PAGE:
Opened Specifications: Drawing the Next Platform with the Community
eXo is taking a new step toward openness by opening the product specifications to the community.
Being open source has many advantages. Because you have thousands of eyes watching you, you get help finding and fixing bugs and generating new ideas. Being an open source platform is even better because you get people building things you did not think about. You also get users speaking out, commenting, praising, and sometimes struggling with the product. Overall, supporting the community of an open source platform is an immensely rewarding experience. You feel really useful doing something for others.
At eXo, we are lucky to live that experience daily with our community.
Over the last few months, eXo has taken significant steps to become more open and to engage more with the community. We moved our code to GitHub, making the codebase much easier to follow and contribute to. Then came the adoption of the LGPL, followed by the eXo Add-ons initiative to provide an area where developers can host their eXo extensions and apps.
Beyond code, we are constantly making it easier anyone to get involved. Take the translations service for example. It lets you translate eXo into your native language. Enabling comments on our documentation website made it very easy to tell us when something doesn’t work right. And of course, we blog more than ever, sharing every step of our projects.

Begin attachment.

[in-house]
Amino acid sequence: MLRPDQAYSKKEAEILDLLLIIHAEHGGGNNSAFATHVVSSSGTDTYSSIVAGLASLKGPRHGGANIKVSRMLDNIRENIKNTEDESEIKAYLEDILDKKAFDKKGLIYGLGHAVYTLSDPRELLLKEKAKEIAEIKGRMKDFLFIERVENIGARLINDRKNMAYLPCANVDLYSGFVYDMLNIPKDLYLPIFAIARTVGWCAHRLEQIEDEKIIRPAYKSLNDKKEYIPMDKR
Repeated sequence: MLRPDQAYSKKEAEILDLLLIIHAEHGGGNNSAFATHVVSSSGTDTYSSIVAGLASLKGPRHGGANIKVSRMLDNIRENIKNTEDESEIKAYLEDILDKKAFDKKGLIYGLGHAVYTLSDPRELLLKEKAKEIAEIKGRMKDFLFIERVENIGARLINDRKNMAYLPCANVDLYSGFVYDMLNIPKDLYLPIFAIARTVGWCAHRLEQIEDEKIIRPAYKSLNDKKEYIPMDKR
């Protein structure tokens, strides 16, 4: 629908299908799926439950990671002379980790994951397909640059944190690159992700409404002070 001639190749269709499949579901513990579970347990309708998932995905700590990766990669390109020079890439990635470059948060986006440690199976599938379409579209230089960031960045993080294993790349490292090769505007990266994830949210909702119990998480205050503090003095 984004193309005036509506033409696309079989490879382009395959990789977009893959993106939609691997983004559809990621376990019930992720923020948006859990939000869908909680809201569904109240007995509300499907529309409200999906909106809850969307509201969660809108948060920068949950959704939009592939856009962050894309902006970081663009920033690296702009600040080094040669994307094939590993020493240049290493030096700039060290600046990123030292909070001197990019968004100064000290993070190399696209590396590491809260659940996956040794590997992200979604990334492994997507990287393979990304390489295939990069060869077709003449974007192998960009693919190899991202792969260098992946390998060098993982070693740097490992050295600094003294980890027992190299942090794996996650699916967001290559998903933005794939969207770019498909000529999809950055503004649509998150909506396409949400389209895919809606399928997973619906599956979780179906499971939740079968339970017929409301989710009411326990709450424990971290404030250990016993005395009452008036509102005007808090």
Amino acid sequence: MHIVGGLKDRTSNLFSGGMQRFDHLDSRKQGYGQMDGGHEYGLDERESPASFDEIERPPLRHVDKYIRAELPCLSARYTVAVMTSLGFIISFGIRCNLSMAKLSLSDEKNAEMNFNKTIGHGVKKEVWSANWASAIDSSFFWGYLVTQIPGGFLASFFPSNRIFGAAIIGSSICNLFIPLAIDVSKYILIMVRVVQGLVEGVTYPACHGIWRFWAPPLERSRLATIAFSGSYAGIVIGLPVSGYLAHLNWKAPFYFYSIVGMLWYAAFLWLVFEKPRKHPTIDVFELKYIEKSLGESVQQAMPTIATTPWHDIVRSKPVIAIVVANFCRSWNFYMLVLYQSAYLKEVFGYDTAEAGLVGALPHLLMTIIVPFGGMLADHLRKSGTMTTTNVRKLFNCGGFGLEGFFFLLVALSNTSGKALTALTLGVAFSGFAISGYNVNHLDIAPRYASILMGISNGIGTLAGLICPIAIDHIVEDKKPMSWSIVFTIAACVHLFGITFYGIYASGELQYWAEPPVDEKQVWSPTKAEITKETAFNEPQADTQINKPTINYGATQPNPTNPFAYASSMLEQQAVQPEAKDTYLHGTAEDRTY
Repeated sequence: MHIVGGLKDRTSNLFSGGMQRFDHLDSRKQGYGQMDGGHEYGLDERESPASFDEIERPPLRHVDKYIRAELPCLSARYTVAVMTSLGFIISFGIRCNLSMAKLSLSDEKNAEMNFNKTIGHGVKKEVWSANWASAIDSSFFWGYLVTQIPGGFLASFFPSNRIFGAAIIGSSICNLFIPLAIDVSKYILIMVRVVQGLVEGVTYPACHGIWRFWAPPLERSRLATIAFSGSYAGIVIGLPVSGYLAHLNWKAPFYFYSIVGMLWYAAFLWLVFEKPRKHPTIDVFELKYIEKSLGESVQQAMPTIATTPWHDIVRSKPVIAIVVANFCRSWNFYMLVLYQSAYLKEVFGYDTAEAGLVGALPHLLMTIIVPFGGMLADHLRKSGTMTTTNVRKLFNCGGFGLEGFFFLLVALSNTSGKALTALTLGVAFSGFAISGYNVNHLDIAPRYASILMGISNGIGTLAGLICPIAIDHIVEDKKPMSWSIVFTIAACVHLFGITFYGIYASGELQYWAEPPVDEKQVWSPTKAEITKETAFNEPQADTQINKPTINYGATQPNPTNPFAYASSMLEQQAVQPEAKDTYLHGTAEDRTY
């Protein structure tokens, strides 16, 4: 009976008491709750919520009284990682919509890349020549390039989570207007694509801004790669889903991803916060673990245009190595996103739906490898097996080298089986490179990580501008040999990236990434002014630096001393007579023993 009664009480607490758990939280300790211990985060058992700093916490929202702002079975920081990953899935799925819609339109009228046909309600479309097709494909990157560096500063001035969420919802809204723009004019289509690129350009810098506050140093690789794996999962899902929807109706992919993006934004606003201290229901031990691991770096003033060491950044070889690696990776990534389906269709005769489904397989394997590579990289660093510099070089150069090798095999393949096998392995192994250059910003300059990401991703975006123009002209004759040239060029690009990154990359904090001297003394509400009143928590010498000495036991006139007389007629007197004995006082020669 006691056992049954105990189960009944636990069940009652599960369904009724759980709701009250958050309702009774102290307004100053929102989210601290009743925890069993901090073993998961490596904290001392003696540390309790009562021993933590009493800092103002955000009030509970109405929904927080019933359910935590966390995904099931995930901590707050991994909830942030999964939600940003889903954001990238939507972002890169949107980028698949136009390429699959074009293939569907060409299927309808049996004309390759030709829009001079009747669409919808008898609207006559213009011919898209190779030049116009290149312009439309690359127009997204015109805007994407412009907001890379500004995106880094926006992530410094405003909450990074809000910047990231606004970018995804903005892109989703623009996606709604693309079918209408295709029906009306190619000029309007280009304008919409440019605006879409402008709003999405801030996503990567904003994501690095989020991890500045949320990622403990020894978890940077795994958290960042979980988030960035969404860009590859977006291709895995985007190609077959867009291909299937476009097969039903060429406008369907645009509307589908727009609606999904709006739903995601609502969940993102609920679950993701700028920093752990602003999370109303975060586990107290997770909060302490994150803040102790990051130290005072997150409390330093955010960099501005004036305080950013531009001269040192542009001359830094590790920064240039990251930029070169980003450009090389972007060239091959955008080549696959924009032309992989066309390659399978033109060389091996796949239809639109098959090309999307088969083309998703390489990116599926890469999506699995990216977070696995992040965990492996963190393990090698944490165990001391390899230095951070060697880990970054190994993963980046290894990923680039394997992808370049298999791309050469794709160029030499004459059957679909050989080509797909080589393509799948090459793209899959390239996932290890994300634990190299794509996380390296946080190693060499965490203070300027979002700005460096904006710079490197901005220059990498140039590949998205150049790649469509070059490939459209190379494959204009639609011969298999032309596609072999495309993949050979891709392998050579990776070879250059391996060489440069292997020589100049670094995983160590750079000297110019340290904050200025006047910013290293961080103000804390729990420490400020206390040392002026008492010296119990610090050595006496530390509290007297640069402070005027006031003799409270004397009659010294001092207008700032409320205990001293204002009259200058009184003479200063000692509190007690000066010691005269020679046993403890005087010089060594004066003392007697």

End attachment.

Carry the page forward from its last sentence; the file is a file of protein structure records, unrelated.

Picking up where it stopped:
As of today, we are giving the eXo community a new opportunity to influence and contribute to the future of eXo Platform by moving the product specifications on the community website. Specifications reflect the ongoing and upcoming features to be developed by eXoers.
A space called “eXo Platform 4.1” has been created, and current specifications have been added in the space’s wiki. At this stage, there are a dozen of them covering small improvements and bigger topics of all kinds: notifications, calendar improvements, document sharing, new APIs, etc. and many more to come!
We have many ideas, but we value yours too. The good thing about contributing to specifications is that you don’t have to be a developer (though you can!). You just need to have good ideas and some time to write them down. It’s a chance to fine-tune the features before they are sealed in code.
Don’t hesitate; all opinions, ideas, and contributions are welcome. You can discuss existing specs or even start your own if you‘d like. Don’t wait – jump in!